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📉 The stocks are disappearing


In today’s email:

  • Google’s doing great

  • Livestream some cats

  • JD Sports breaks America

  • Happy A&O Shearman Day!

  • Why law firms are going to Saudi

  • TikTok’s US ban explained in 60 seconds

  • Mentioned “legal tech” in your applications?

… and more!

If you take just one thing from this email…

More companies are delisting from the London Stock Exchange — which isn’t great for the City's reputation as a global financial hub. This could also be bad news for professional service sectors, especially law firms as they could lose the strong revenue they make from helping companies with (1) public listings, and (2) ongoing compliance with the rules.


We’re trying something new in this week’s newsletter.

Instead of having one in-depth “Featured Report”, we’ve got two.

They’re each slightly shorter than usual (to keep the newsletter under 5 minutes).

So, scroll down — have a read.

Then scroll back up and let me know your thoughts 👇️ 

Do you prefer the regular format or this new one?

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- Idin

📉 The stocks are disappearing

Rocket League Goodbye GIF by G2 Esports

Credit: Giphy

What's going on here?

Companies are delisting from the London Stock Exchange. This is worrying people about the City’s future as a financial hub.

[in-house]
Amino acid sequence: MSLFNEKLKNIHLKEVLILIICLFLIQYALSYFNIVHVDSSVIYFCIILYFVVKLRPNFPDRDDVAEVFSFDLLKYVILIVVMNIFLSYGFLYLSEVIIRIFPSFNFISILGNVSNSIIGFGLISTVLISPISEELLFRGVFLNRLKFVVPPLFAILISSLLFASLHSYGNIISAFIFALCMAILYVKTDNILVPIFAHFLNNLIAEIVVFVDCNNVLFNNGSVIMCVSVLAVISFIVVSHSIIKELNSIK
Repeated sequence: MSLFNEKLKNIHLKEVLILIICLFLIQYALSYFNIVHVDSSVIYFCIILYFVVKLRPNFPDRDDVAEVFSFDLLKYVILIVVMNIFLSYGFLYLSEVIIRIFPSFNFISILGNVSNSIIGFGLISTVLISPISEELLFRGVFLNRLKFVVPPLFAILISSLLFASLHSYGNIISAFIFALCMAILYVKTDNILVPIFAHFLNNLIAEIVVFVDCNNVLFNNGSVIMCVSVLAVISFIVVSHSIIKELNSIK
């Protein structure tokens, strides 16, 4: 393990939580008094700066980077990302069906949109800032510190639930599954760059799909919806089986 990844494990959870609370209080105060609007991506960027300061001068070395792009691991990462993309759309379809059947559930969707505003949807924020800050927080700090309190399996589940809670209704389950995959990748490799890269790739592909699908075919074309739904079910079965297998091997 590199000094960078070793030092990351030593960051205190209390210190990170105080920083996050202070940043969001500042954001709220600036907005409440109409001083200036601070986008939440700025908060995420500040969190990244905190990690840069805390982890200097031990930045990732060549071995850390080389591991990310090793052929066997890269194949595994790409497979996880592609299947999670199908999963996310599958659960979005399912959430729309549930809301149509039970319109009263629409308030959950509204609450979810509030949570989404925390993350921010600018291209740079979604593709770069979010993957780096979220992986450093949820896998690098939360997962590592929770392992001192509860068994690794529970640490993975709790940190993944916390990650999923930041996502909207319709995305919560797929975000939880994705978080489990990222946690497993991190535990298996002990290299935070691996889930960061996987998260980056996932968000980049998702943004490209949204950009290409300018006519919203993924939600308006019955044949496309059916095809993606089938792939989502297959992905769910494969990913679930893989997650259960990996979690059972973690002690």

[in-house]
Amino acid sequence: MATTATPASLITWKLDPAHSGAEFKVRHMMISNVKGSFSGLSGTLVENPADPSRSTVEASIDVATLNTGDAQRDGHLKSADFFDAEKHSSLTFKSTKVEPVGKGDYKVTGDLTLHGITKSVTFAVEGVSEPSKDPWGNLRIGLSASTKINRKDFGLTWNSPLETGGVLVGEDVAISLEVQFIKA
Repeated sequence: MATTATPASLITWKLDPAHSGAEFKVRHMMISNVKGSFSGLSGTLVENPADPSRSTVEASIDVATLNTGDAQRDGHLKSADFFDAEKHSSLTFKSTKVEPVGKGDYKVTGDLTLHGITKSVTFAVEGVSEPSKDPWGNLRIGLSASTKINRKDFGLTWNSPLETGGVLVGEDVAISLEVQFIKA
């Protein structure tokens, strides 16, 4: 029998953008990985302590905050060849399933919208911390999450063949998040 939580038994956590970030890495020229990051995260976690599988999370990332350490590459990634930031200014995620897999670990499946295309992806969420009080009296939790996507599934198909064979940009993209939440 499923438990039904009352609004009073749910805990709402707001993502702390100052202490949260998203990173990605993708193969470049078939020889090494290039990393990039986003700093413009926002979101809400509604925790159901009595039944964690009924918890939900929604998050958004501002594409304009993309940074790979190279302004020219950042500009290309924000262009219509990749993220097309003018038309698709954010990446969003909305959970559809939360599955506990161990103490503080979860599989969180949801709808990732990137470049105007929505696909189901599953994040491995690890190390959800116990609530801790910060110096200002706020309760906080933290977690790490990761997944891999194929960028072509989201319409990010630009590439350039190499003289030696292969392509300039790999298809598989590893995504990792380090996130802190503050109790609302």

Delisting means a company decides to stop being listed on a public stock market.

Why are companies delisting?

  1. 💰 Better financing opportunities: Some companies believe they can raise more money as private companies than remaining listed on a public exchange — this is why the biotech companies Redx and C4X Discovery delisted from London’s AIM market. Private financing (for example, through private equity or venture capital funds) offers more flexibility and less public scrutiny.

  2. 📈 High compliance costs: It can be expensive to maintain a public listing, especially for smaller companies. You’ve got a bunch of ongoing disclosure and reporting obligations (as well as other regulatory requirements). The fashion brand Superdry announced it’ll be delisting from the London Stock Exchange to cut costs.

  3. 🤝 Takeovers or sales: Delistings can happen when a public company is acquired and the buyer wants to take it private. Last week, we wrote about the Hipgnosis deal — once that’s done, the buyer will take Hipgnosis private. (also, scroll down a bit to read about the JD Sports deal — they’re buying the US retailer Hibbetts before delisting it).

  4. 🧐 Perceived undervaluation: Some companies feel their stocks are undervalued in UK public markets compared to alternative international markets. For example, Shell’s CEO believes the company is undervalued compared to similar companies in the US markets. Companies like this might be tempted to delist in London and re-list somewhere which might offer higher valuations.

Why should law firms care?

For corporate teams at law firms, listing and IPOs (initial public offerings) are a source of huge revenue.

As well as this, law firms will advise their public clients on:

  1. compliance with the complicated listing rules,

  2. interacting with regulators, and

  3. corporate governance (things like their board structure, investor relations and annual meetings)

So, fewer public companies means less of this type of work going round 👆️ 

Yes, lawyers do make money from helping companies during the delisting process — and commercial lawyers still do a lot of work for private companies as well.

But the delistings threaten the City’s reputation as a financial hub (which is bad news for professional services providers, like commercial law firms).

So what needs to happen?